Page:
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Eating your Words...worth

While on a climbing holiday in the Lake District with friends, I had an opportunity to pop into Dove Cottage in Grasmere to check out the small historic kitchen garden that once belonged to the romantic poet William Wordsworth.

It is incredible to think that one of the greatest wordsmiths of the English language would have sat in this garden and taken his inspiration to write some of his best work. In 1802 he wrote one of the most beautiful, subtle and gentle poems ever written ‘To a butterfly”

I'VE watched you now a full half-hour;

Self-poised upon that yellow flower

And, little Butterfly! indeed I know not if you sleep or feed.

How motionless!--not frozen seas

More motionless! and then

What joy awaits you, when the breeze

Hath found you out among the trees,...

 

I only saw one butterfly in the garden…err a cabbage white. But I guess butterflies are like individual moments in life. Fleeting, transitory and delicate. Wordsworth would have used this garden in times of sadness as a sanctuary to recuperate, philosophise and perhaps try and fix broken wings. Over the next couple of years two of his children died, his brother was drowned at sea and his sister Dorothy suffered a mental breakdown.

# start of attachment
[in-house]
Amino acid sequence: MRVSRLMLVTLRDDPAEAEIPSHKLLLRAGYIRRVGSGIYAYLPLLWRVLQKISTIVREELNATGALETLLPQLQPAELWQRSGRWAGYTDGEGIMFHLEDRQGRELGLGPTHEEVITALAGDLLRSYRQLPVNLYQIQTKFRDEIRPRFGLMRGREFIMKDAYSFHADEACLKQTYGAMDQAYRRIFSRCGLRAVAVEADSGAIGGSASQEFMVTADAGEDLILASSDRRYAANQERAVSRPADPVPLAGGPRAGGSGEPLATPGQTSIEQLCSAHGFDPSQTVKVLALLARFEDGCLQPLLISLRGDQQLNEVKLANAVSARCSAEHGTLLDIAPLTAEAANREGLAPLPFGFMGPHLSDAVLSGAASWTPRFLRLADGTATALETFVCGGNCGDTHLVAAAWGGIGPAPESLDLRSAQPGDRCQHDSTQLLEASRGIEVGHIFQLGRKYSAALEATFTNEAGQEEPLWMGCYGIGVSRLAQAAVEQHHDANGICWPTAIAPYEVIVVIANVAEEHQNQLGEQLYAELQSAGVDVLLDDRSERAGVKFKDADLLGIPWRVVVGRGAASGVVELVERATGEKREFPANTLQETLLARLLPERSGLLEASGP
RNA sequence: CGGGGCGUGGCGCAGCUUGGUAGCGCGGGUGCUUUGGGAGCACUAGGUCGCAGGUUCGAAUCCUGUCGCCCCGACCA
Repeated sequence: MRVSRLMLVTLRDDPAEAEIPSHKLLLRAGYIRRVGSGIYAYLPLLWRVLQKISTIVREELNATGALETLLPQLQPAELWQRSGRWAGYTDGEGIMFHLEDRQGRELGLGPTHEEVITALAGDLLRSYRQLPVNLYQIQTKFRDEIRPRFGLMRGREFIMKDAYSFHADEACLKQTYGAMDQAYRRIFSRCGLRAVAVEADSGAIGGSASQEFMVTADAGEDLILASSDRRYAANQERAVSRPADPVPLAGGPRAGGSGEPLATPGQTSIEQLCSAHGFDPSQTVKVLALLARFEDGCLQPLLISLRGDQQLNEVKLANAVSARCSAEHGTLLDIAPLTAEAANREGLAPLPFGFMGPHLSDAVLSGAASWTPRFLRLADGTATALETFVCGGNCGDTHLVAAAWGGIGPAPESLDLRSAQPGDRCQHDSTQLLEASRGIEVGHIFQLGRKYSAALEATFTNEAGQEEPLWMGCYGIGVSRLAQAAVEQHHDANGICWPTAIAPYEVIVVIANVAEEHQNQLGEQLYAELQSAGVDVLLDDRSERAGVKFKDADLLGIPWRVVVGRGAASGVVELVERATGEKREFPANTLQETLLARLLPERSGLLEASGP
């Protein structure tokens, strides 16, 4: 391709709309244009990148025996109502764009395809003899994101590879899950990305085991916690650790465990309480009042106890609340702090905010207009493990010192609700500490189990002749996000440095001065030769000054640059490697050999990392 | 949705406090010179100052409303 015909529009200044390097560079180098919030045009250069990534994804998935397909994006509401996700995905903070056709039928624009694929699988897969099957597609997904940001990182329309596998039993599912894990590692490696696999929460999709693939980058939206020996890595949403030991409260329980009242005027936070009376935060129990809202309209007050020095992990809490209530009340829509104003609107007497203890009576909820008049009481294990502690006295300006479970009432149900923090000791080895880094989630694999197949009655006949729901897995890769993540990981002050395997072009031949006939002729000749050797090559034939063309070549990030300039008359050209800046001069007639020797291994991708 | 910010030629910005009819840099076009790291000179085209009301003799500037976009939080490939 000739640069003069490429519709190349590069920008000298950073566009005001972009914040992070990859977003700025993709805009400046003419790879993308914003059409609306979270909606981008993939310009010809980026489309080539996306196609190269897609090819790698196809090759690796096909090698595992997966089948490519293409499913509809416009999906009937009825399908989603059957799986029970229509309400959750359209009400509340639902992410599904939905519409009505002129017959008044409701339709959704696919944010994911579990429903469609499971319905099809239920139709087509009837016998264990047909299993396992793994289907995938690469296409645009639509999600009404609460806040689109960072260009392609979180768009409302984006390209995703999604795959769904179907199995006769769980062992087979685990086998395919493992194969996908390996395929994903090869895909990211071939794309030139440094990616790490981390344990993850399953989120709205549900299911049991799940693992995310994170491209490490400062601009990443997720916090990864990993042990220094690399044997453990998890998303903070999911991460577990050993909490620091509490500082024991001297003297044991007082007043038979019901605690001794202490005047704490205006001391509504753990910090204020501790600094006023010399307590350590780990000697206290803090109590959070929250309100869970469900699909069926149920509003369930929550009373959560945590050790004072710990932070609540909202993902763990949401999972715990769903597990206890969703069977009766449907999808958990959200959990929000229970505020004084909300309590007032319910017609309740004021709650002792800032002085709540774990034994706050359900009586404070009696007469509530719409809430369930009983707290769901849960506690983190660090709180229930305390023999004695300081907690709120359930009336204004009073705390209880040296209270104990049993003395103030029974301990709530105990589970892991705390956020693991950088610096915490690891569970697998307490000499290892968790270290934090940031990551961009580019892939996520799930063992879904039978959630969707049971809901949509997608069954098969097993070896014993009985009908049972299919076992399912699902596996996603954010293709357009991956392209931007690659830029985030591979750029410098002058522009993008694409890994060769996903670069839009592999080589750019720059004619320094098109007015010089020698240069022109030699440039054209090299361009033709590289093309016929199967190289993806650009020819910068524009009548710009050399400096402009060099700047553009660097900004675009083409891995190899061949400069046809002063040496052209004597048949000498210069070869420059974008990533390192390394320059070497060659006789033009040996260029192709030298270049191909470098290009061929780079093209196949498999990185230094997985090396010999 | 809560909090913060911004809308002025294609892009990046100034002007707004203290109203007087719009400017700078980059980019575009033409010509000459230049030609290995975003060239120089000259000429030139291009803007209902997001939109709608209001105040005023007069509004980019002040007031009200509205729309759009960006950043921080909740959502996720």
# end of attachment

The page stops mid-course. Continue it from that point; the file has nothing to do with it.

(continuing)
It would appear that it was Dorothy (a poet and writer in her own right) who was the keen gardener and kept records of the planting. She records planting wild thyme by moonlight and using creeping thyme rosemary and various mints. The Wordsworth family brewed mint tea from peppermint and spearmint, and used the plants for toothpaste.  The garden also had culinary and medicinal herbs and fruit including apple and pear trees, strawberries, gooseberries and rhubarb. As you would expect from creative geniuses the garden is imaginatively planted, blurring the edges between ornamental and functional kitchen gardening. Honey suckles and runner beans entwine together in the apple trees, wild strawberries create edible ground cover and lilies and foxgloves brighten up the orchard.    

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